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For example, a façade of a house (metaphorically speaking) and then the group will turn to the backyard.These can also be problems, or the benefits, or the facts, reducing distractions and supporting cross pollination of thought.The hats aid individuals in addressing problems from a variety of angles, and focus individuals on deficiencies in the way that they approach problem solving.Even with good courtesy and clear shared objectives in any collaborative thinking activity there is a natural tendency for "spaghetti thinking" where one person is thinking about the benefits while another considers the facts and so on. Everyone considers and all look in the same direction together.These metaphors allow for a more complete and elaborate segregation of the thinking directions.The six thinking hats indicate problems and solutions about an idea the thinker may come up with.Next the discussion may move between White hat thinking as part of developing information and Black hat thinking to develop criticisms of the solution set.Because everyone is focused on a particular approach at any one time, the group tends to be more collaborative than if one person is reacting emotionally (Red hat) while another person is trying to be objective (White hat) and still another person is being critical of the points which emerge from the discussion (Black hat).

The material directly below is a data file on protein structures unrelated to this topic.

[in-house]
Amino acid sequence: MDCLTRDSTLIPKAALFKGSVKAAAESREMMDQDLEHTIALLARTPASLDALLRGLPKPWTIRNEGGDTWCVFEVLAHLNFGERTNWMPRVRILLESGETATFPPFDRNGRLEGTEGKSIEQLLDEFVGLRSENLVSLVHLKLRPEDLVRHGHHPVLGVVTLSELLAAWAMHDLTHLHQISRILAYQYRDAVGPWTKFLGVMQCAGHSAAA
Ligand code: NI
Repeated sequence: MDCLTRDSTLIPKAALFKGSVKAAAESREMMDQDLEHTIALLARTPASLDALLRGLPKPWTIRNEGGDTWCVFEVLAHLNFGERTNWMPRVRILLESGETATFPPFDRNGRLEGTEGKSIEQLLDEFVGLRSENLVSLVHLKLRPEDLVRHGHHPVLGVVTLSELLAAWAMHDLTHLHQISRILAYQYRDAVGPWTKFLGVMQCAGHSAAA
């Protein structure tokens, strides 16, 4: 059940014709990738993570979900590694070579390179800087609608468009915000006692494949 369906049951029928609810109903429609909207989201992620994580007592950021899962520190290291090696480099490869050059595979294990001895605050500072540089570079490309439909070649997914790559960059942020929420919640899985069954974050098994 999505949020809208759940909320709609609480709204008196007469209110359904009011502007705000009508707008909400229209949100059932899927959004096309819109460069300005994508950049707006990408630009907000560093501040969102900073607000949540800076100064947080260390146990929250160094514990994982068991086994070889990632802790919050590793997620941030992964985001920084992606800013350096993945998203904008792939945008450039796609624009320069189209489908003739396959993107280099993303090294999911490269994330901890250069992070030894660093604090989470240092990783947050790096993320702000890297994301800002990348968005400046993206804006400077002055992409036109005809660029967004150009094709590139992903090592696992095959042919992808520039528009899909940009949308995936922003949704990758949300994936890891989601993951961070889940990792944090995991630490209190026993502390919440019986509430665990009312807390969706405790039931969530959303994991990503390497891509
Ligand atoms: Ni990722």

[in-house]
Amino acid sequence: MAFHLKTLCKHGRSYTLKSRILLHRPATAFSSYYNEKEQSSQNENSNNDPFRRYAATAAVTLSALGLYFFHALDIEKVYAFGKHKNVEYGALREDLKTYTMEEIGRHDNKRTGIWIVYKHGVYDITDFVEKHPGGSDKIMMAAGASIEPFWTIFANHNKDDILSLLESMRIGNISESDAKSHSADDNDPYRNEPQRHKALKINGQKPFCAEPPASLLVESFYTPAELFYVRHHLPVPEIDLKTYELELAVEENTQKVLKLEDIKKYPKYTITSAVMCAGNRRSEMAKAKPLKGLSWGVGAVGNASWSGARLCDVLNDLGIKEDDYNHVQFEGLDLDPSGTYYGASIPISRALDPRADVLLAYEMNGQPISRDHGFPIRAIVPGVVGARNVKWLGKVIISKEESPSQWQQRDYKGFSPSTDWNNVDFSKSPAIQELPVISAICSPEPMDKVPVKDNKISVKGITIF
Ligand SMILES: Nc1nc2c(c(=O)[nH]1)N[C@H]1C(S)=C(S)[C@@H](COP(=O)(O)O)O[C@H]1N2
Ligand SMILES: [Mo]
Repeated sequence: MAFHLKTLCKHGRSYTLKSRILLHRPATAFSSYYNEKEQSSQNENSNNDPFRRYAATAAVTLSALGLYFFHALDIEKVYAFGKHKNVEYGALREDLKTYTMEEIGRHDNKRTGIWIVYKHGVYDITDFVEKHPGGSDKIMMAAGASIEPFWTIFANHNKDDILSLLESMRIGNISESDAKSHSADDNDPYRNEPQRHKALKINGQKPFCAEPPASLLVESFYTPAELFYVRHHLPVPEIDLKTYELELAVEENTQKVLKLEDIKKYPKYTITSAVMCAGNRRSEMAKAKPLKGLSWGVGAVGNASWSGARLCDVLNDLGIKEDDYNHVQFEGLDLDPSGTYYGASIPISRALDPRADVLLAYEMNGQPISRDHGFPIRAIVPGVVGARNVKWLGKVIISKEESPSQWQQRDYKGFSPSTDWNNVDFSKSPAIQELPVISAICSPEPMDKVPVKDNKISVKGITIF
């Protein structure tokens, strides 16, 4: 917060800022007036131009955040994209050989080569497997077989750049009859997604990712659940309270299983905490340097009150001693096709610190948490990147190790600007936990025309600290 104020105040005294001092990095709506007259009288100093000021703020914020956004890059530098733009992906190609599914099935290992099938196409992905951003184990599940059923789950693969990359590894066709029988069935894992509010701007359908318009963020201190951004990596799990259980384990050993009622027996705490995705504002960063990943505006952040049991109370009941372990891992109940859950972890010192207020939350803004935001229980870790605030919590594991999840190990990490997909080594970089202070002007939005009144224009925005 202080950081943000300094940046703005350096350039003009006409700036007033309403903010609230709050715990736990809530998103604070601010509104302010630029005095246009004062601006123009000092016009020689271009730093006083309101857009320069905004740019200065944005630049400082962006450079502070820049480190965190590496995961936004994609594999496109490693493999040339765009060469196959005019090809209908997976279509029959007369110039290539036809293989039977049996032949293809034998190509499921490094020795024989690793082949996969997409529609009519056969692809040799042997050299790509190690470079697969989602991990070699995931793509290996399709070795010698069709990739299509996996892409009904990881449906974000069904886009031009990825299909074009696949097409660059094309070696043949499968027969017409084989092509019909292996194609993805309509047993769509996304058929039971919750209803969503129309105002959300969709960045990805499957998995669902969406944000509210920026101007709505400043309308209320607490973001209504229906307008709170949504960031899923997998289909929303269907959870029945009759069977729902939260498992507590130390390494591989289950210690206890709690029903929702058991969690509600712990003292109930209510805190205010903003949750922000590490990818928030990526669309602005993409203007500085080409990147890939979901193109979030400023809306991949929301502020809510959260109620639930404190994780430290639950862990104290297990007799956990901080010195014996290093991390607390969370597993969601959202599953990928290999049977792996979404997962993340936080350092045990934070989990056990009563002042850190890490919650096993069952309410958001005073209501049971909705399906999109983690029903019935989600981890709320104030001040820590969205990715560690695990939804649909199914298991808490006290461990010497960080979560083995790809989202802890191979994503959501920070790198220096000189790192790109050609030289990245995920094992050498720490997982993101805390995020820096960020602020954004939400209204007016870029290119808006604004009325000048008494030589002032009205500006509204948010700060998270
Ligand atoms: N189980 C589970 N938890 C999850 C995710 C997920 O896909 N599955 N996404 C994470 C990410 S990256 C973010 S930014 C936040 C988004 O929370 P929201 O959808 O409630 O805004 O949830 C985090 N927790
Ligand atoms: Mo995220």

gut instinct, pessimistic judgement, neutral facts). None of these directions is a completely natural way of thinking, but rather how some of us already represent the results of our thinking.This pace is believed to have a positive impact on the thinking process, in accordance with Malcolm Gladwell's theories on "blink" thinking.De Bono believed that the key to a successful use of the Six Thinking Hats methodology was the deliberate focusing of the discussion on a particular approach as needed during the meeting or collaboration session.Switching to a direction is symbolized by the act of putting on a coloured hat, either literally or metaphorically.This metaphor of using an imaginary hat or cap as a symbol for a different thinking direction was first mentioned by De Bono as early as 1971 in his book "Lateral Thinking for Management" when describing a brainstorming framework.